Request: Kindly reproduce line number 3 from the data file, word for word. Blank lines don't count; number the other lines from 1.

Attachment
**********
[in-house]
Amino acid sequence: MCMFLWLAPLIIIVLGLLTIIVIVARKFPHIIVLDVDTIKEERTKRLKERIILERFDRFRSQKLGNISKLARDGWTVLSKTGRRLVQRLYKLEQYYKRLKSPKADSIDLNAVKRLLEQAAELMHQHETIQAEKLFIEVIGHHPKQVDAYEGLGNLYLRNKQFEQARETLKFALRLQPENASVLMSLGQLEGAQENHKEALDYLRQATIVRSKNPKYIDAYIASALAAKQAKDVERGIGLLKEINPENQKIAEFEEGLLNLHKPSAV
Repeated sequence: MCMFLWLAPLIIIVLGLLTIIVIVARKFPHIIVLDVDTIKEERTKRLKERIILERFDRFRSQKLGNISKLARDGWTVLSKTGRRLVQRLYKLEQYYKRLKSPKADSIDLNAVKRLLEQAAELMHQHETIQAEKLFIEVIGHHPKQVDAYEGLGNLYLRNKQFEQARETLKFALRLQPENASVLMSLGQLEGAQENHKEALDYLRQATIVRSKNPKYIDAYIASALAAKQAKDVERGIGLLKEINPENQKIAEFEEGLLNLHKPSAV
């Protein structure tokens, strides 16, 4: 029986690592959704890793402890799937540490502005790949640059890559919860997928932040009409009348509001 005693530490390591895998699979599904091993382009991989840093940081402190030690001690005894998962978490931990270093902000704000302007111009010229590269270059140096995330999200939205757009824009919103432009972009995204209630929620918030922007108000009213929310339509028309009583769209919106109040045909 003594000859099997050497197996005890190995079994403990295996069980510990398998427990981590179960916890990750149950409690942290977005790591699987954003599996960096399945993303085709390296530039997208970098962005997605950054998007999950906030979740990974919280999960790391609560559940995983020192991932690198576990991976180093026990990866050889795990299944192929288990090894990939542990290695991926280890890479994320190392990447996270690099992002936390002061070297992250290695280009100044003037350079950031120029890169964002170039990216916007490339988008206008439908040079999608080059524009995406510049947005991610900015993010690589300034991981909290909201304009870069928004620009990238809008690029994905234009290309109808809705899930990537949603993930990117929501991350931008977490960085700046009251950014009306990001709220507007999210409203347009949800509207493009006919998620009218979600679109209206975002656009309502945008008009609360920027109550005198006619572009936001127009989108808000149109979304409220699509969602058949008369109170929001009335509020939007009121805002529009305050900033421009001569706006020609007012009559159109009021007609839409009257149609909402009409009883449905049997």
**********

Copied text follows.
Repeated sequence: MCMFLWLAPLIIIVLGLLTIIVIVARKFPHIIVLDVDTIKEERTKRLKERIILERFDRFRSQKLGNISKLARDGWTVLSKTGRRLVQRLYKLEQYYKRLKSPKADSIDLNAVKRLLEQAAELMHQHETIQAEKLFIEVIGHHPKQVDAYEGLGNLYLRNKQFEQARETLKFALRLQPENASVLMSLGQLEGAQENHKEALDYLRQATIVRSKNPKYIDAYIASALAAKQAKDVERGIGLLKEINPENQKIAEFEEGLLNLHKPSAV